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Old 10-13-2006, 10:15 AM   #1
ActiveX
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Need to monitor SSH attacks with Sebek


I am still fairly new to Linux but competent with much of the basics as I have passed the RHCT. I've monitored some heavy SSH attacks/attempts and I'd like to set up a honeypot to monitor what exactly is trying to be done. My intent is to put Sebek on FC5 with a weak root password so that I can monitor whats really going on. I have not used Sebek though and I am curious about how to get it all started.

I am familiar with iptables and I'll likely use an iptables firewall to just forward only ssh traffic to the box that has Sebek on it. I could also set another host behind it to be the logging server for Sebek but I am unsure how to do this and pretty weak with logs.

Thanks in advance for any tips, advice, or links.
 
Old 10-13-2006, 12:27 PM   #2
pAn1k
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If you want to see all the brute force attempts just check out your /var/log/messages. You can grep for ssh if you want. I don't see how setting a weak password will help you learn anything. There is probably not as much going on as you think. Have fun with that.
 
Old 10-13-2006, 06:12 PM   #3
ActiveX
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You're missing my point. I've already done the monitoring. I have rotations of the logs for 20 weeks that include thousands of attacks. The most prevalent are SSH attempts from all over the world. I want to do some research on what exactly is behind these. I want to know what files are accessed, what is installed, how they do it, what it results in, etc. Thus I mentioned using a weak password...after all...you WANT a honeypot to be compromised. I just dont have experience using honeypots and Sebek seems to have what I want...I just thought there'd be some good tips from you gurus in here that would be a little more tolerable than reading whitepapers. Thanks in advance.
 
Old 10-13-2006, 06:47 PM   #4
pAn1k
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Is your box actually being penatrated, or are they just attempts. If they are actually gainning access to your computer your already in a bad spot. Honestly, there shouldn't be much to figure out. They are most likely script kiddies looking for an easy target.
 
Old 10-13-2006, 08:03 PM   #5
ActiveX
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Traffic has been logged from all over the world for some time now between various monitoring hosts that were behind iptables firewalls. The machines were used for logging/monitoring of attacks on default ports. Now we want to step it up and focus on the SSH attacks, hopefully using Sebek on a new machine to monitor what happens AFTER a breach. 98% of what we've observed so far has not resulted in a breach and when it has we've pulled the plug. Obviously for a honeypot we might ease back of the complexity of the passwords. This isn't just for curiosity. I want to research and document real attacks/comprimises with high detail. Thats why I wanted to use Sebek rather than just checking logs. I am open to advice from anyone who's used it, as it sounds like a good program for what I want to do.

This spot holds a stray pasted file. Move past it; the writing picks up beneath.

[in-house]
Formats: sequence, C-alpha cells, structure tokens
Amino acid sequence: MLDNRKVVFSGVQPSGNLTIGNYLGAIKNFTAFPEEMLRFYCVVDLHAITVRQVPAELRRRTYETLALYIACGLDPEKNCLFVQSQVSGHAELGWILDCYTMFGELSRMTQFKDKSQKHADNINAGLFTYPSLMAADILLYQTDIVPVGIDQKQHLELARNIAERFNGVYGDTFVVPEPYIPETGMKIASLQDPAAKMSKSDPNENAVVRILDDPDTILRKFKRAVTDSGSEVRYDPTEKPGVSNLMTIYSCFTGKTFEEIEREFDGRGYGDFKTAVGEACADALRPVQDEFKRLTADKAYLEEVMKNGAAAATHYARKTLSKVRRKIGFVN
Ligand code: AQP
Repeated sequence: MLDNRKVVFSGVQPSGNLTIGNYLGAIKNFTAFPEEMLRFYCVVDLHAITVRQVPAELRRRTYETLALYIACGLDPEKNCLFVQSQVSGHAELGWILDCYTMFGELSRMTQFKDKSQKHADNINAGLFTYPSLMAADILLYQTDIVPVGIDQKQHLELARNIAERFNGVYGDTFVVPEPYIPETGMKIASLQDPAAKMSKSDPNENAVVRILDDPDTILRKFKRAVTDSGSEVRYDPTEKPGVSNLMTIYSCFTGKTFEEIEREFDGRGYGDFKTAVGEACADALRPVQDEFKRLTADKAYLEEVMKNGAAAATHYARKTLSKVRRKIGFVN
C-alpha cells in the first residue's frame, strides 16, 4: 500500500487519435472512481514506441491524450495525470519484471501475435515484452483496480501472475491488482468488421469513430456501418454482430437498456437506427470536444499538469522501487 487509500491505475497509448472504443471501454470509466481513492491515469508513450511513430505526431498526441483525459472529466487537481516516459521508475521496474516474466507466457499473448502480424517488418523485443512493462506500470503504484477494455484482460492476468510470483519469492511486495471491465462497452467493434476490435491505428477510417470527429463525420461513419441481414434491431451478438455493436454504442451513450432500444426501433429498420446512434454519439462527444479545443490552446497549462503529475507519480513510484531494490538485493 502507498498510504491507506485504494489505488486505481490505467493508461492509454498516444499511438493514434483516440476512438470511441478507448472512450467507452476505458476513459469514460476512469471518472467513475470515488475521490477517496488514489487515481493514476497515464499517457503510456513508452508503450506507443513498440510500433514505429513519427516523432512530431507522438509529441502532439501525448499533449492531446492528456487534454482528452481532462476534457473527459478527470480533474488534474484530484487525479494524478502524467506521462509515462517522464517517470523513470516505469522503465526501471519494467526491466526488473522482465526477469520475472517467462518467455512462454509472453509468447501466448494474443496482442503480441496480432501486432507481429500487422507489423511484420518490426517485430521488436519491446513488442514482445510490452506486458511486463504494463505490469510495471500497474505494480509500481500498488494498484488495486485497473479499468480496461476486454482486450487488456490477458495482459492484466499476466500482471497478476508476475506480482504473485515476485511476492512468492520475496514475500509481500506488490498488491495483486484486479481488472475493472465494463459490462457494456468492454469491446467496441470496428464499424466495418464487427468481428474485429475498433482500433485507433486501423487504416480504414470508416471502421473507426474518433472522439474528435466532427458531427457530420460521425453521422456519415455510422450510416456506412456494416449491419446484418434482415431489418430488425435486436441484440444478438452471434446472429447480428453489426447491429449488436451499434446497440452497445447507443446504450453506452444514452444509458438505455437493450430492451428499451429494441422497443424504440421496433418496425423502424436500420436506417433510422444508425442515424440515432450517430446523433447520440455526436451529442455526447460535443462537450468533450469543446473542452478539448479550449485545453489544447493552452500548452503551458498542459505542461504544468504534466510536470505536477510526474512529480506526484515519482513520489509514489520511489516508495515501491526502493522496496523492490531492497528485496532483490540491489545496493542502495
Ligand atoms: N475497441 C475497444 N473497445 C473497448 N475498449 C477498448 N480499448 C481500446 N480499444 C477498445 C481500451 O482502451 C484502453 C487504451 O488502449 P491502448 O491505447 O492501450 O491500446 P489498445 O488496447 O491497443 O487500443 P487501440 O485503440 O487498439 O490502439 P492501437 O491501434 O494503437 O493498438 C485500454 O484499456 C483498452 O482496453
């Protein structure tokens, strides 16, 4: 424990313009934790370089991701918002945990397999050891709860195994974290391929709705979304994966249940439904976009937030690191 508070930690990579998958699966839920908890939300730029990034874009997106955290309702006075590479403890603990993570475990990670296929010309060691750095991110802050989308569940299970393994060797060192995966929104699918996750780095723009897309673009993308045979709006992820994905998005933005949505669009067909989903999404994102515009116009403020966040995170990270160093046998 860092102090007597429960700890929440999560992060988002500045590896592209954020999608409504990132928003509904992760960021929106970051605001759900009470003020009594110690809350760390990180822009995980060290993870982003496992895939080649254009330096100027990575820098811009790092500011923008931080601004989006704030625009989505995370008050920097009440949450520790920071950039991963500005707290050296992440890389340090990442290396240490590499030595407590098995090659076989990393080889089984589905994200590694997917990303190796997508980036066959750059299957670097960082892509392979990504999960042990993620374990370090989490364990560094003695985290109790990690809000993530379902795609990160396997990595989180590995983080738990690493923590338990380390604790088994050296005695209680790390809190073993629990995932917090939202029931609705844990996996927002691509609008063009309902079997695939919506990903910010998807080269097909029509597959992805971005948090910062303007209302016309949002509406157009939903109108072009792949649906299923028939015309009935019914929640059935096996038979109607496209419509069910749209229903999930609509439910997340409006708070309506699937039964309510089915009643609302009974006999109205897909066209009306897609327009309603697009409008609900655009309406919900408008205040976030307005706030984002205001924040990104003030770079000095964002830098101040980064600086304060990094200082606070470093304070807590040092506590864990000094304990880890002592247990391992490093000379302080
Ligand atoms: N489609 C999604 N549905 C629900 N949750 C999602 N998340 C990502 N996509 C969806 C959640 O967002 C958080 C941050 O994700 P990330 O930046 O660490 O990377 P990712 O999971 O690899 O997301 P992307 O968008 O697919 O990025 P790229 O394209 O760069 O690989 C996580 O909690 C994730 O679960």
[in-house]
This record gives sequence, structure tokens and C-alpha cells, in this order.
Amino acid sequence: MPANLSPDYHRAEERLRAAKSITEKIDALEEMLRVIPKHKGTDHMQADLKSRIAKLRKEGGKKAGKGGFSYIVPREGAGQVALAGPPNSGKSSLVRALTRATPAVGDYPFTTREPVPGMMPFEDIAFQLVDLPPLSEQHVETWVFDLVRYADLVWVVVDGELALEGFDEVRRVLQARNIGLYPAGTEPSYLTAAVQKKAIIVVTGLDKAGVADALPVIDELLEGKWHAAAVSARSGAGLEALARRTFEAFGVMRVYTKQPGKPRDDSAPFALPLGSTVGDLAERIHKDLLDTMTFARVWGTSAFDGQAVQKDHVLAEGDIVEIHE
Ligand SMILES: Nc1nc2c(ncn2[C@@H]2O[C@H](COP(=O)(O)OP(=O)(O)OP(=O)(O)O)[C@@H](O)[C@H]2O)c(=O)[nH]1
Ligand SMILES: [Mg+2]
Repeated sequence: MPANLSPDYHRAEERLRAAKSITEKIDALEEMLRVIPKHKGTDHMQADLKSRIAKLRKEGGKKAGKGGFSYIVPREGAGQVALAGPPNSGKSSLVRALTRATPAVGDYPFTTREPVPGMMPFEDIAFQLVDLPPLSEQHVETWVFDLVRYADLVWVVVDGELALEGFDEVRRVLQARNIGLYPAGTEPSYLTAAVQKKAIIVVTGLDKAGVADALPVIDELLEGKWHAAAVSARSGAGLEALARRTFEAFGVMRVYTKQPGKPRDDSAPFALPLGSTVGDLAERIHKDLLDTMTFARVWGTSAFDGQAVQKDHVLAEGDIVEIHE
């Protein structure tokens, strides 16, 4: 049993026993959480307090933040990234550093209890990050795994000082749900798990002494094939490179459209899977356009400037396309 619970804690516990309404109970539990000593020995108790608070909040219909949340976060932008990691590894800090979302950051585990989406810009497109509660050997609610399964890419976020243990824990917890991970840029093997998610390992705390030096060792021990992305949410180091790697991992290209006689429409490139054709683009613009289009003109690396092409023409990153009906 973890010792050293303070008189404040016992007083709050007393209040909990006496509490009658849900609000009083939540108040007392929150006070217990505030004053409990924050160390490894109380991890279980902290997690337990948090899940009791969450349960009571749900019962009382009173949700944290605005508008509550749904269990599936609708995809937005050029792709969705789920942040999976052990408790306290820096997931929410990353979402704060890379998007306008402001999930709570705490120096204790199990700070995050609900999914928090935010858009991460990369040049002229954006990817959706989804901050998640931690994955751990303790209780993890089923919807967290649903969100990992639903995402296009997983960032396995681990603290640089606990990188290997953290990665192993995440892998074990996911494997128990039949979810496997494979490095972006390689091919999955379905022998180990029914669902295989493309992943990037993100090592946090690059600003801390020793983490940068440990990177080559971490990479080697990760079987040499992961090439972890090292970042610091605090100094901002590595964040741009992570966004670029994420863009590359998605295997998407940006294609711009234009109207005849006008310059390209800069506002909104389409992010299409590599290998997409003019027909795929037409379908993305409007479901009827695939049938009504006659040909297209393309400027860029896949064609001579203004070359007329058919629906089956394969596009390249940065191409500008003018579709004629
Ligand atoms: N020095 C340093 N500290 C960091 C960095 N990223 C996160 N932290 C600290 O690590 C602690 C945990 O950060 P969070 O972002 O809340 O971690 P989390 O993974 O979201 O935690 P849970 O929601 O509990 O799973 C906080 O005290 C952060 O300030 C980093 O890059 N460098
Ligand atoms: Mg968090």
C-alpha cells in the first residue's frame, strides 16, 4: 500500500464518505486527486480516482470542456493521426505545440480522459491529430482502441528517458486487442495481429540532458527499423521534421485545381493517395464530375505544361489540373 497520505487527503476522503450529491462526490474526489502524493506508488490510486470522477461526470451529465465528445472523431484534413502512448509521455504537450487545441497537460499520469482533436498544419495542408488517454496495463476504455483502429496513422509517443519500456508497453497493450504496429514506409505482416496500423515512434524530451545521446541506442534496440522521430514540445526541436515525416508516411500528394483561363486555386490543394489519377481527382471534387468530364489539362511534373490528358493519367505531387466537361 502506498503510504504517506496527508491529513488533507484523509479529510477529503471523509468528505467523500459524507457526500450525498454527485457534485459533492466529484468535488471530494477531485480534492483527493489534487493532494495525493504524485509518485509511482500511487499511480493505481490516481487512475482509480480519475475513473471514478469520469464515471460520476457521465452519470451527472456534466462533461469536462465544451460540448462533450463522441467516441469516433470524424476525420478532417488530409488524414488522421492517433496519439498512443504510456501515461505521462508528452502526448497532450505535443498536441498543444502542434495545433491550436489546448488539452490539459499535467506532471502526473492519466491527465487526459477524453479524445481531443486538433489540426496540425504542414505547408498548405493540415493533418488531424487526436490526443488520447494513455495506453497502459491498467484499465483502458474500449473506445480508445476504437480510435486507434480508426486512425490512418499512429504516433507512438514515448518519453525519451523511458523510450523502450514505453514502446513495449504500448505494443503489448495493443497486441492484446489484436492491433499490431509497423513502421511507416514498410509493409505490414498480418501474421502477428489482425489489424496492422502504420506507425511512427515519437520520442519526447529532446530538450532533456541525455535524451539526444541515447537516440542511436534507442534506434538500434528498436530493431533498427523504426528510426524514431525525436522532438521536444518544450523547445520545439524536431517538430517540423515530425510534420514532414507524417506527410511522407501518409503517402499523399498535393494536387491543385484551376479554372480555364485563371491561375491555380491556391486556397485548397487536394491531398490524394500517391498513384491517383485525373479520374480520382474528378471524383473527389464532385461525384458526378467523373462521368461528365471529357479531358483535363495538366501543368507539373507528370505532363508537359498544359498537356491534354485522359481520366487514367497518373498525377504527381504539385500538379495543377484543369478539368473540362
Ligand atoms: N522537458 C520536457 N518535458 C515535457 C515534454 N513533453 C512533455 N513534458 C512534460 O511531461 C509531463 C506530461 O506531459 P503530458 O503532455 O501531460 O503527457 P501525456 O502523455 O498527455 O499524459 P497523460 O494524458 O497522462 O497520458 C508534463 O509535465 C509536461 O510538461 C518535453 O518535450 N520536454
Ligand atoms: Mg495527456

Old 10-14-2006, 12:06 AM   #6
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Quote:
Originally Posted by ActiveX
Traffic has been logged from all over the world for some time now between various monitoring hosts that were behind iptables firewalls. The machines were used for logging/monitoring of attacks on default ports. Now we want to step it up and focus on the SSH attacks, hopefully using Sebek on a new machine to monitor what happens AFTER a breach. 98% of what we've observed so far has not resulted in a breach and when it has we've pulled the plug. Obviously for a honeypot we might ease back of the complexity of the passwords. This isn't just for curiosity. I want to research and document real attacks/comprimises with high detail. Thats why I wanted to use Sebek rather than just checking logs. I am open to advice from anyone who's used it, as it sounds like a good program for what I want to do.
Sounds like you've everything pretty much mapped out already.

Instead of 'pulling the plug' when a breach happens, observe what the attacker does AFTER the breach. Watch what the attacker does to further compromise the machine: he/she may immediately change the password after getting in, then cleanse the logs of the breach, then start installing trojans that will allow him/her backdoors into the machine if the breach is discovered and remedied, then start installing key loggers and sniffers to capture valuable data.

When you start seeing any such activity such as the culprit launching DoS attacks against other networks or attempting to enlist other potential zombie machines, pull the plug then.

I don't think the objective of using a honeypot is to observe attempts then drop the connections when a breach occurs...if that's the case, plain ole snort or a HIDS would work better.
 
Old 10-14-2006, 02:49 AM   #7
unSpawn
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Since you came up with Sebek yourself you must have read all of http://www.honeynet.org/tools/sebek/, http://www.securityfocus.com/infocus/1855 and http://www.securityfocus.com/infocus/1858 (and maybe also have looked for anti-honeypot detection texts and tools) and I'm asking myself what is the *real* problem here?
 
  


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